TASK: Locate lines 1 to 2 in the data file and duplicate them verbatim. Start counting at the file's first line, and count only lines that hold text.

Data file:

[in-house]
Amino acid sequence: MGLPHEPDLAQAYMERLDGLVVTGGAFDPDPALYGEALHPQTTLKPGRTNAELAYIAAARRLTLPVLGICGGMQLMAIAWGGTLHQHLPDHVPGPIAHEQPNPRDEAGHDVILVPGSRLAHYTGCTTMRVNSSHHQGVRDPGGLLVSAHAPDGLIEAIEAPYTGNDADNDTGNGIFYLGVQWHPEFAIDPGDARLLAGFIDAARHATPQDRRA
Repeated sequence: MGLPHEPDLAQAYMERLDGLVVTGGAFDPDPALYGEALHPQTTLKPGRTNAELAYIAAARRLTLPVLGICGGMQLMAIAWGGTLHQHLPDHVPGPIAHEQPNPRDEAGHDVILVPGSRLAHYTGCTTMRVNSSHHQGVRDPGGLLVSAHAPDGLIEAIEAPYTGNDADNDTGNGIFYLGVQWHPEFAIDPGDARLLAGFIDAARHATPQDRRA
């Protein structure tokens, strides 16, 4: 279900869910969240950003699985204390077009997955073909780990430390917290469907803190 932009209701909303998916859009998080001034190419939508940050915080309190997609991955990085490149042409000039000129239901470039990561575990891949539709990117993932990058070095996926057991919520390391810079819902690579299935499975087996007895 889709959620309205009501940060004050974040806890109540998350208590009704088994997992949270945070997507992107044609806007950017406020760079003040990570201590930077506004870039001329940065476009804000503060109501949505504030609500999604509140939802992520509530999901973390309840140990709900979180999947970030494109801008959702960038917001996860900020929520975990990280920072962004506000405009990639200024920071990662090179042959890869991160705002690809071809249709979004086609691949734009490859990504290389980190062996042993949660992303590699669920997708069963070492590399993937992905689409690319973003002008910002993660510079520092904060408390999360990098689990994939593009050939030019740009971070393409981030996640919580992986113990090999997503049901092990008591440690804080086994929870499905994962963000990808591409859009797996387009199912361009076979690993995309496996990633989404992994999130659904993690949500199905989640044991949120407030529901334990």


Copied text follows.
[in-house]
Amino acid sequence: MGLPHEPDLAQAYMERLDGLVVTGGAFDPDPALYGEALHPQTTLKPGRTNAELAYIAAARRLTLPVLGICGGMQLMAIAWGGTLHQHLPDHVPGPIAHEQPNPRDEAGHDVILVPGSRLAHYTGCTTMRVNSSHHQGVRDPGGLLVSAHAPDGLIEAIEAPYTGNDADNDTGNGIFYLGVQWHPEFAIDPGDARLLAGFIDAARHATPQDRRA